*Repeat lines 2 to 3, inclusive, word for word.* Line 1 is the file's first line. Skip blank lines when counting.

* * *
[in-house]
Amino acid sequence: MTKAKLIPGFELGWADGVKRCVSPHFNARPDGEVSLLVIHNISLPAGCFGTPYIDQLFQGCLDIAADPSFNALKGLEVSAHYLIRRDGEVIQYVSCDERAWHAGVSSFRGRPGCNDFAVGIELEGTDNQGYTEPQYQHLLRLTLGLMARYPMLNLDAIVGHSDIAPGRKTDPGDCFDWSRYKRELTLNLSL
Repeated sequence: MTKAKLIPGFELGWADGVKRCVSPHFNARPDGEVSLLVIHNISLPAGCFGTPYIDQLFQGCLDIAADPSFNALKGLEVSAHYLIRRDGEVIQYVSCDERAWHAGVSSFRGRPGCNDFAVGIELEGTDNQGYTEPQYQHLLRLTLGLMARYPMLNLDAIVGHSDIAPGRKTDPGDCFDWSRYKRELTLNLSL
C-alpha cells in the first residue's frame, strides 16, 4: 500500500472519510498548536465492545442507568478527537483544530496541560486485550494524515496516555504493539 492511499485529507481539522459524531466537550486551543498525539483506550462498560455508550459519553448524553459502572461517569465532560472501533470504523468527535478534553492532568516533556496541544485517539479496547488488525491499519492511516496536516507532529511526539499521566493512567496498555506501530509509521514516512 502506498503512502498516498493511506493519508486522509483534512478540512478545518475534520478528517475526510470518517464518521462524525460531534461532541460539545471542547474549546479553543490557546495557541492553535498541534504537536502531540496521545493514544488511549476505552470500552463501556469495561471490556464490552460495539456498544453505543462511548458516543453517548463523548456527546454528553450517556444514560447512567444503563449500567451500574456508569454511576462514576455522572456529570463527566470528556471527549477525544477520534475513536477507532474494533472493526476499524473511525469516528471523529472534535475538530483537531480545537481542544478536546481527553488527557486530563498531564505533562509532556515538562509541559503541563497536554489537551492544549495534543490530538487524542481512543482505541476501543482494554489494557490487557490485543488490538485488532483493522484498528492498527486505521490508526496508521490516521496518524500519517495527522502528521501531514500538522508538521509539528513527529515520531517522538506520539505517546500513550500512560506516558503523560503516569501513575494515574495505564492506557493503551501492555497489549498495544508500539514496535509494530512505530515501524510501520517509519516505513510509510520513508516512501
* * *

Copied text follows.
Amino acid sequence: MTKAKLIPGFELGWADGVKRCVSPHFNARPDGEVSLLVIHNISLPAGCFGTPYIDQLFQGCLDIAADPSFNALKGLEVSAHYLIRRDGEVIQYVSCDERAWHAGVSSFRGRPGCNDFAVGIELEGTDNQGYTEPQYQHLLRLTLGLMARYPMLNLDAIVGHSDIAPGRKTDPGDCFDWSRYKRELTLNLSL
Repeated sequence: MTKAKLIPGFELGWADGVKRCVSPHFNARPDGEVSLLVIHNISLPAGCFGTPYIDQLFQGCLDIAADPSFNALKGLEVSAHYLIRRDGEVIQYVSCDERAWHAGVSSFRGRPGCNDFAVGIELEGTDNQGYTEPQYQHLLRLTLGLMARYPMLNLDAIVGHSDIAPGRKTDPGDCFDWSRYKRELTLNLSL